Tuesday 7th March 2017
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Equities on both sides of the Atlantic moved lower as investors reassessed valuations amid the prospect that the US Federal Reserve will increase interest rates at next week’s meeting.
Fed Chair Janet Yellen last Friday also signalled a potentially steeper pace of further rate hikes this year.
A Commerce Department report showed US factory goods orders rose 1.2 percent in January, beating economists' expectations.
US Treasuries fell, pushing yields on the 10-year note three basis points higher to 2.51 percent, while the greenback strengthened.
Wall Street weakened. In 1.16pm trading in New York, the Dow Jones Industrial Average fell 0.2 percent, while the Nasdaq Composite Index declined 0.4 percent. In 1.01pm trading, the Standard & Poor’s 500 Index slid 0.4 percent.
The Dow fell, led by declines in shares of JPMorgan Chase and those of Intel, recently down 1.3 percent and 1.1 percent respectively.
Tyson Foods shares declined as a deadly form of bird flu was found in a Tennessee operation that supplies the largest US chicken producer. This is the first confirmed case of highly pathogenic H7 avian influenza in commercial poultry in the US this year, the United States Department of Agriculture’s Animal and Plant Health Inspection Service said in a statement.
“Based on the limited scope known to us at this time, we don’t expect disruptions to our chicken business and plan to meet our customers’ needs,” Worth Sparkman, a spokesman for Tyson, told Bloomberg.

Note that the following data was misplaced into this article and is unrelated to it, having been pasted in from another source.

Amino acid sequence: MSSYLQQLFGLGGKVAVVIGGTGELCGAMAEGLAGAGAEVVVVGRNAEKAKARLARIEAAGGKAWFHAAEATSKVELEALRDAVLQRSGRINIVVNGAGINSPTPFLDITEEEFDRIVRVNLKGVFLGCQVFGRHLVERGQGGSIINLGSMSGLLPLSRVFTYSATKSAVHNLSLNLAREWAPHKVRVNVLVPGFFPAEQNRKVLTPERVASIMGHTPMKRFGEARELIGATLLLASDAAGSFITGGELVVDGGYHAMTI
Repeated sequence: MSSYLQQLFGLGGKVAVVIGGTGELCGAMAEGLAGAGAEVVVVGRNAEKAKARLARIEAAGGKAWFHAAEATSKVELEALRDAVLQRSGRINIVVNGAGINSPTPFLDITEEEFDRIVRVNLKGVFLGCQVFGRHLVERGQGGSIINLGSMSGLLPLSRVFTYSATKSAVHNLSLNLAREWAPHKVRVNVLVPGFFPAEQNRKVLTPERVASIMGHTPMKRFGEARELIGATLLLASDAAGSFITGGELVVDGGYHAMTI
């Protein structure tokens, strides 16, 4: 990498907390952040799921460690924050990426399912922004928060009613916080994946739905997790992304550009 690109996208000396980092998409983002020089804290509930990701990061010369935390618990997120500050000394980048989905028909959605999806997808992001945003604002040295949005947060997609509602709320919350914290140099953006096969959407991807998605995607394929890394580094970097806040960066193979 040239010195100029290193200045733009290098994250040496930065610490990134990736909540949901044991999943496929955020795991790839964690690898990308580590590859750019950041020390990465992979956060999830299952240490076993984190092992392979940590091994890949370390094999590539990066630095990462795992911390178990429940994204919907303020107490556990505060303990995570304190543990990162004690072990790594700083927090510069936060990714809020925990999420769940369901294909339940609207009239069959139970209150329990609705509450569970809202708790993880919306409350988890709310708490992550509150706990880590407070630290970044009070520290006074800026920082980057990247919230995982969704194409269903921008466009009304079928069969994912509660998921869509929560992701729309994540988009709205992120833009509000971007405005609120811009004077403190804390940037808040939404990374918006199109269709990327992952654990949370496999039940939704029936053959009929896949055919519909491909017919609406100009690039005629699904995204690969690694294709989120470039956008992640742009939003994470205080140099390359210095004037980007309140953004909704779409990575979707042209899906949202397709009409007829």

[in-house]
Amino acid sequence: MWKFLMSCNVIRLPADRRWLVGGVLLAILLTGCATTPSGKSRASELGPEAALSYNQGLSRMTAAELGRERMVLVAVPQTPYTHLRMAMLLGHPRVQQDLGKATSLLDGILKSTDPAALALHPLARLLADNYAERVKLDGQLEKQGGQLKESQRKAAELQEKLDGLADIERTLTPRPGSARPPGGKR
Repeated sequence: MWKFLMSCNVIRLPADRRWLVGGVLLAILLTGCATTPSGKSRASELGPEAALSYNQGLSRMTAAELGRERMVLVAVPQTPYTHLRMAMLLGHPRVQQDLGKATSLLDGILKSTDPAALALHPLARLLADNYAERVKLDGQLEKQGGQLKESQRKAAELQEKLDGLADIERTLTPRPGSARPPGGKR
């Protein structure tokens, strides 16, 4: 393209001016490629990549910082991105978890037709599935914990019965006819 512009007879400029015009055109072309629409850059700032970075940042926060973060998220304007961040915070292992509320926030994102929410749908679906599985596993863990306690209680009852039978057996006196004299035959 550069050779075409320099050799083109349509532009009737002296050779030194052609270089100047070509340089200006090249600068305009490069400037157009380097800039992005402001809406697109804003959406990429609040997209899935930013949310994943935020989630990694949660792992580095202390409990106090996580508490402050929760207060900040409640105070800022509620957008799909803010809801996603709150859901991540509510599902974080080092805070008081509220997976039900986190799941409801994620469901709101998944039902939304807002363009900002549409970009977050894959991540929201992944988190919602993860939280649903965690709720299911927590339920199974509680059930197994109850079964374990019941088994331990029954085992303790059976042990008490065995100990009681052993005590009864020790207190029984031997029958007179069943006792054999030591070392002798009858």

State officials quarantined the affected premises and birds on the property will be killed to prevent the spread of the disease, the USDA said, adding that birds from the flock will not enter the food system.
Shares of Tyson Foods traded 3.4 percent weaker as of 12.07pm in New York.
In Europe, the Stoxx 600 Index ended the day with a decline of 0.5 percent from the previous close.The UK’s FTSE 100 Index retreated 0.3 percent, while France’s CAC 40 Index gave up 0.5 percent, and Germany’s DAX Index dropped 0.6 percent.
Shares of Deutsche Bank closed 3.2 percent after the Germany’s biggest lender on Sunday announced it is seeking to raise about 8 billion euros by issuing new shares as part of a plan to overhaul its business.
“The question is ... whether the bank will need more yet again in a few years,” Stefan de Schutter, a trader at Frankfurt-based Alpha, told Reuters. “ Until now, none of the restructuring measures have borne fruit.”
Bucking the trend, shares of Standard Life climbed 5.7 percent after it agreed to acquire Aberdeen Asset Management to form one of Europe’s biggest fund managers.
In other deal news, shares of PSA Group of France closed 2.7 percent higher in Paris after it agreed to buy Opel from General Motors.
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